Summary and Analysis Chapter 71



As the Pequod's crew works on the whale, another Nantucket whaling ship, named the Jeroboam, approaches. Its captain and some of the crew come nearby in an open boat. There is a "malignant epidemic" aboard the Jeroboam so the captain refuses to board Ahab's vessel. In addition, the stranger ship seems almost under the control of a raving Shaker prophet who thinks he is the archangel Gabriel. Gabriel believes that Moby Dick is the incarnation of the Shaker God and warns against confronting the White Whale.


The meeting with the Jeroboam heightens the ominous atmosphere surrounding the Pequod's quest. It is important to note that the biblical Jeroboam (1 Kings 11-14) suffers because of obstinacy and his failure to heed the warnings of a prophet. So, too, the vessel Jeroboam suffers when it ignores Gabriel, mad though this Gabriel may be. (The biblical Gabriel [Daniel 8:16; Luke 1:26] is a herald of good news, including, to Mary, the revelation that she will be the mother of Christ.)

In the novel, Gabriel warns against confronting Moby Dick who is, he claims, the Shaker God; this adds to the mystery of what Moby Dick really is. When the Jeroboam's crew did pursue the White Whale, one of its mates, Harry Macey, was killed in a mysterious way as the whale's sweeping tail hit only him, leaving the open boat and the rest of its crew untouched. Gabriel also claims to have caused the "plague" aboard ship and to be the only source of its cure.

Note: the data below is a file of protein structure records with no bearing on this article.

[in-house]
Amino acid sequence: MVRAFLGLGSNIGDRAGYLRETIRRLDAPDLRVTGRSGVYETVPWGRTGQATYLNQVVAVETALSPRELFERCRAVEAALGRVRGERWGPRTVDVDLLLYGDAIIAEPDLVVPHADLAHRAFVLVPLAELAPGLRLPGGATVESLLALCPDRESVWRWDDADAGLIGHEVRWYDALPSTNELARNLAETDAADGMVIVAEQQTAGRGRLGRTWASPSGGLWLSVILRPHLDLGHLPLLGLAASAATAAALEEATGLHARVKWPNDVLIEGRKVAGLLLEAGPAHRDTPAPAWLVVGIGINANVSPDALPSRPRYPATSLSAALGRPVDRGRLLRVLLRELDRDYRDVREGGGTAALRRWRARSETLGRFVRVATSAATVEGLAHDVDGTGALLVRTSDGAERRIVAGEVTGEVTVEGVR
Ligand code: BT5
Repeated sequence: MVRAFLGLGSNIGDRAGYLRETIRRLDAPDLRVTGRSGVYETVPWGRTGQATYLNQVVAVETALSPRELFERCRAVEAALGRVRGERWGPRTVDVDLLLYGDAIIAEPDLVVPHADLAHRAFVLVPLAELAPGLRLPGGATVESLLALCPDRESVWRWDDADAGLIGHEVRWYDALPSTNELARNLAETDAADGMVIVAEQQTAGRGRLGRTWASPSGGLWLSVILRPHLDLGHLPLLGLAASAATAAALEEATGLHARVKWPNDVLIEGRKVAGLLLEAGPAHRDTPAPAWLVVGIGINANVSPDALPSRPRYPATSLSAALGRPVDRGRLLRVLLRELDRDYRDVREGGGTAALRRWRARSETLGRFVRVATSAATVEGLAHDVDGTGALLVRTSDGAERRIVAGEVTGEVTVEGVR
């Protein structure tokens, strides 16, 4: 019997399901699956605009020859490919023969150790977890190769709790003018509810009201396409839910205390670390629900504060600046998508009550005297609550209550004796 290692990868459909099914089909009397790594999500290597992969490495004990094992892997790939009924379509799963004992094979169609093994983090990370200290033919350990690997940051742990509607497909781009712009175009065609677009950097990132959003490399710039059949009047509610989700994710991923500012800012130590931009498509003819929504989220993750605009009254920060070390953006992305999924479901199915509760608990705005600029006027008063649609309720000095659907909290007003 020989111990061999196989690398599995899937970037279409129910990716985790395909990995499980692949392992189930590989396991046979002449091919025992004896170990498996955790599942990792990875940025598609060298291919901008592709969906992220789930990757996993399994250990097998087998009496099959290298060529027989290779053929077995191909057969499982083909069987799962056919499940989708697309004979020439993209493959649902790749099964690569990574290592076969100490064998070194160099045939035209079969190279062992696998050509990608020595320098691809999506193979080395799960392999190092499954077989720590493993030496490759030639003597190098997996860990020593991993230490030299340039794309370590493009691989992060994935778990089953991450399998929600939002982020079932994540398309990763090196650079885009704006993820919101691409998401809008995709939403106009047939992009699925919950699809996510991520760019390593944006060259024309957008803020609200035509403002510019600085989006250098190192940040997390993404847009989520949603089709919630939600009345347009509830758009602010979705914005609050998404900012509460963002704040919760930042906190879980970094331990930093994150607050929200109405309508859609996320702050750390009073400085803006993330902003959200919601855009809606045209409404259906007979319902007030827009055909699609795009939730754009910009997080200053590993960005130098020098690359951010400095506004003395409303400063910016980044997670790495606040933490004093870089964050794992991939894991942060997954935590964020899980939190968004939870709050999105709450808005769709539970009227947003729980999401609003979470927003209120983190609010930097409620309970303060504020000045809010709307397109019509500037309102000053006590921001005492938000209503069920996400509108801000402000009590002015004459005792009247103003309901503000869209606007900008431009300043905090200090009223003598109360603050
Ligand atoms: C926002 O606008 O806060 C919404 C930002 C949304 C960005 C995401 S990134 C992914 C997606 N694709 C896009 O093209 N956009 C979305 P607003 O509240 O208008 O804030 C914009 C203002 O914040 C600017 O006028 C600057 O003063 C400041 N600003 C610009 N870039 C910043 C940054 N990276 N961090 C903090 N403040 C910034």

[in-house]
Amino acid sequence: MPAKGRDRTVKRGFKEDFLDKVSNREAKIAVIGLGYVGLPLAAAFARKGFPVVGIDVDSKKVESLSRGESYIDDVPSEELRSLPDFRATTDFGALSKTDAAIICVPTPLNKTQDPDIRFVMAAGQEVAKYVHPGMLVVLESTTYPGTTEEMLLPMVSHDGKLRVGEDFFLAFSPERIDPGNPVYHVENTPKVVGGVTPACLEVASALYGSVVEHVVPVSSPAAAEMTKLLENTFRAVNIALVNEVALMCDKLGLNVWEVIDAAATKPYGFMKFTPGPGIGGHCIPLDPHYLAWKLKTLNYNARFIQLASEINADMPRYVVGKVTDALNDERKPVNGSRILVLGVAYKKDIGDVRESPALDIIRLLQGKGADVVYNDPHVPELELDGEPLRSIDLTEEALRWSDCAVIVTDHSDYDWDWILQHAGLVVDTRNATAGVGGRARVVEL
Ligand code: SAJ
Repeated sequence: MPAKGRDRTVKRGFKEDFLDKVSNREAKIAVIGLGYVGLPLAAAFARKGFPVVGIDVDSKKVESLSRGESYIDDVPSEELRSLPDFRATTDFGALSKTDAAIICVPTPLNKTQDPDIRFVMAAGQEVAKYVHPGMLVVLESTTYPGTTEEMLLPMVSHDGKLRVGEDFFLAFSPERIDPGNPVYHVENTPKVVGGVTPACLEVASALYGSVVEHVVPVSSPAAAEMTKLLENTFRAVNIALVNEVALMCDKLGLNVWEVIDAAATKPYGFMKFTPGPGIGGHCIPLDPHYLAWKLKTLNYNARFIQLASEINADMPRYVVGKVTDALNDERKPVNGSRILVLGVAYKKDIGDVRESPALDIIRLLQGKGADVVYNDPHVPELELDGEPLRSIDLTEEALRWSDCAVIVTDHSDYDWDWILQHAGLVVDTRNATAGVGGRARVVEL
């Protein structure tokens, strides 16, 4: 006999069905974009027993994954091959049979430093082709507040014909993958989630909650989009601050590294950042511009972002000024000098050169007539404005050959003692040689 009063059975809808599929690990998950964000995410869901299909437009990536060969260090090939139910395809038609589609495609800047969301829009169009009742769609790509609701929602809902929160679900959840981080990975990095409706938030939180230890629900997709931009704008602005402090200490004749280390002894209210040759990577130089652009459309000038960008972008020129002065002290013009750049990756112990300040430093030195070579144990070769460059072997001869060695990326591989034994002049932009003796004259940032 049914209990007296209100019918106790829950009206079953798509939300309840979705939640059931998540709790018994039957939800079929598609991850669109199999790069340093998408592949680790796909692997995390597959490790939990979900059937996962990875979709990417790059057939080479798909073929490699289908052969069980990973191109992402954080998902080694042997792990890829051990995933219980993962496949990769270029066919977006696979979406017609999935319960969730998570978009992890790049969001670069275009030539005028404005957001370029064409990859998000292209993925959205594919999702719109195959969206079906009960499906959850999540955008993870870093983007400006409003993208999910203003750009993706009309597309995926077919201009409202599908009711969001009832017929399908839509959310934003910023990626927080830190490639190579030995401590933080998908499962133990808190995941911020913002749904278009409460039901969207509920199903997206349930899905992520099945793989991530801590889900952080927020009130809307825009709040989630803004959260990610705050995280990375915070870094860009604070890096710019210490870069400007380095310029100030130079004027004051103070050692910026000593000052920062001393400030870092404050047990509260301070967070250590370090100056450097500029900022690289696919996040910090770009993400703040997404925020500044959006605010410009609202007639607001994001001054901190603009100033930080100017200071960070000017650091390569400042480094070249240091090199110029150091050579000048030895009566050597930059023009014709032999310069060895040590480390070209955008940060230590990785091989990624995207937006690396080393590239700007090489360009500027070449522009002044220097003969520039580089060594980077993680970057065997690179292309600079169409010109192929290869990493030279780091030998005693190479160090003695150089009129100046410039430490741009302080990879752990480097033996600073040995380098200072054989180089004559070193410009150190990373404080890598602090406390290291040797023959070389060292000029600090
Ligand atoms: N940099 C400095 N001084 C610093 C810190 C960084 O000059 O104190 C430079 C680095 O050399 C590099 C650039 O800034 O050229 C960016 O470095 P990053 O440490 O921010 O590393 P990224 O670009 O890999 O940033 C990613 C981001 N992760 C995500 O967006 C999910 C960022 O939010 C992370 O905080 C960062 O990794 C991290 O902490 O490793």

As the Jeroboam and the Pequod attempt their awkward, quarantined gam, Ahab remembers that he has a letter for the deceased Macey and tries to pass it to the other ship's captain. Gabriel grabs the letter and casts it back aboard the Pequod, crying, "Nay, keep it thyself, . . . thou art soon going that way," meaning that Ahab will soon join Macey at the bottom of the sea.


Shakers here, short for Shaking Quakers, a sect so named because of trembling caused by emotional stress or euphoria of devotions.

bilious bad-tempered, cross.